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Yes people I know our firearms laws suck big time, but we're getting on OK, plenty of people have plenty of guns (legal) with the possible exception of Western Australia. But over here in the eastern States things are not too bad. In Victoria and New South Wales our laws are "manageable" and we have no lack or things to hunt. There's about 5 varieties of Deer, wild pigs, goats, rabbits for starters. If you go to the Northern Territory there are Buffalo, Pigs and scrubbers (wild bush cattle) There are also wild Camels in parts of the country, in fact in the South Australian and West Australian desert country there are around 600,000 of the things, and you can shoot them on sight.
Things may be tough on the buy and sell part but the hunting's not bad.
JD
 

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I did not no we were aloud to shoot them ,I was under the impresion it was a goverment controlled kull.
 

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Don't know where people get all their info on Western Australian gun laws. :confused: Over here if you have somewhere (legally) to use the firearm you can have virtually whatever you like. This does have the same limitations regarding auto and semi auto firearms as per the rest of Australia. You can also have more than one firearm in the same calibre regardless of what people may think !! Regarding the camels in WA, you can shoot them as you so desire, BUT you cannot just go shooting for ANYTHING on pastoral leases (stations to the Australians) without permission from the lease holder. They are the same as private freehold in this respect, and you CAN NOT just go shooting on Government controlled land in this state without specific permits, regardless of what you are shooting. As I am directly involved with the firearm industry here, both as a contract shooter and a licensed gunsmith, I can vouch for the above.
 

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I miss the station shooting.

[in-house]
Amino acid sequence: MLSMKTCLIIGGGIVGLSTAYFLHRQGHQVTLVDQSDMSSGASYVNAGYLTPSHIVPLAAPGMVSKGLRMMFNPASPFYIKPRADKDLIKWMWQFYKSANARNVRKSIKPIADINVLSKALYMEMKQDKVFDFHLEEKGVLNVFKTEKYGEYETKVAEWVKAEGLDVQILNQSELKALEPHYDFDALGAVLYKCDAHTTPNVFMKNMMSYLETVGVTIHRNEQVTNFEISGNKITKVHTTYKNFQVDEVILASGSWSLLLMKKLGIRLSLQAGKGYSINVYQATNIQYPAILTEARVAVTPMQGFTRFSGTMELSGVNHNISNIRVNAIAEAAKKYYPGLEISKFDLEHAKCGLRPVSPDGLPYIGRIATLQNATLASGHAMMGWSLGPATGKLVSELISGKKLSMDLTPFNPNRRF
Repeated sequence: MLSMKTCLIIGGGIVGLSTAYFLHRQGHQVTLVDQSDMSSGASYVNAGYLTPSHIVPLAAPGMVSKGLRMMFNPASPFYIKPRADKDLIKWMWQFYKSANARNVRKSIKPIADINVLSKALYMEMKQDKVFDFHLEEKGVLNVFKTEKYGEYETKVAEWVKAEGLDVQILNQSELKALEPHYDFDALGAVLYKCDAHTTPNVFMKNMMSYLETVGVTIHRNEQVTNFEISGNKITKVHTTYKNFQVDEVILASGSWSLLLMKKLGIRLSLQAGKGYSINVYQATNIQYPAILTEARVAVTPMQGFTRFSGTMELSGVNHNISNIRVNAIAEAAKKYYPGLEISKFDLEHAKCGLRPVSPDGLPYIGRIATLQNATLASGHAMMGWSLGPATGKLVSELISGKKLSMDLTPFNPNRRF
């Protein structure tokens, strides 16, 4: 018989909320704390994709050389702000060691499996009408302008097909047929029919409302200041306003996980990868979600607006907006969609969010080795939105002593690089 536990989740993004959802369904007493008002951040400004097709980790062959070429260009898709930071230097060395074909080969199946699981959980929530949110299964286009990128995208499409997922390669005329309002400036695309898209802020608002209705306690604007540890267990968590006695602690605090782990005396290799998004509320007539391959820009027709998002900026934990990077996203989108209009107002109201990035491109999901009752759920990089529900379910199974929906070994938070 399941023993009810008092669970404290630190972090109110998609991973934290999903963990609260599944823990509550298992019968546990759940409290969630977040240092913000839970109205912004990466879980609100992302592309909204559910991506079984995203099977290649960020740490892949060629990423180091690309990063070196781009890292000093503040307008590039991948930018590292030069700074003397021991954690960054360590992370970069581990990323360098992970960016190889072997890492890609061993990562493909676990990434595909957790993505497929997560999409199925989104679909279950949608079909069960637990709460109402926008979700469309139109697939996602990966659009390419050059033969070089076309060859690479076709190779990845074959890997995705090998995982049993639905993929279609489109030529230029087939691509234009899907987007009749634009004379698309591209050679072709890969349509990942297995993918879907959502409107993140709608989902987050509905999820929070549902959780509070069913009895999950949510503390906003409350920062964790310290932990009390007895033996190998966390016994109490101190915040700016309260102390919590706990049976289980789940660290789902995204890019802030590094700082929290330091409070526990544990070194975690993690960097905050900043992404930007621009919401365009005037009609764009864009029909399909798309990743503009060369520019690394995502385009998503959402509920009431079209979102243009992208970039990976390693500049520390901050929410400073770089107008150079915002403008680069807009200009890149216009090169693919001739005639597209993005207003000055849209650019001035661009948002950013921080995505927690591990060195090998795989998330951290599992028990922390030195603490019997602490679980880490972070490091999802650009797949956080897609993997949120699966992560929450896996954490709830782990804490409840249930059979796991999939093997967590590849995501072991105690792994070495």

When I was traveling the sheds shearing I had a ball shooting.
My biggest problem is remebering the farmers name's ,after spending a few weeks sheering sheep in an old shed some were it is pretty easy to forget the expieriance as you go out the gate.
One of the things that kept me going back.
:) many times I have gotten to a gate way 'remembered and groaned!
10 's of thousands ,some time over a 100 thousand acres of land to shoot vermin on.
Rabbit warrens that would take up 1/2 an acre.
I miss that.
 

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Yes people I know our firearms laws suck big time, but we're getting on OK, plenty of people have plenty of guns (legal) with the possible exception of Western Australia. But over here in the eastern States things are not too bad. In Victoria and New South Wales our laws are "manageable" and we have no lack or things to hunt. There's about 5 varieties of Deer, wild pigs, goats, rabbits for starters. If you go to the Northern Territory there are Buffalo, Pigs and scrubbers (wild bush cattle) There are also wild Camels in parts of the country, in fact in the South Australian and West Australian desert country there are around 600,000 of the things, and you can shoot them on sight.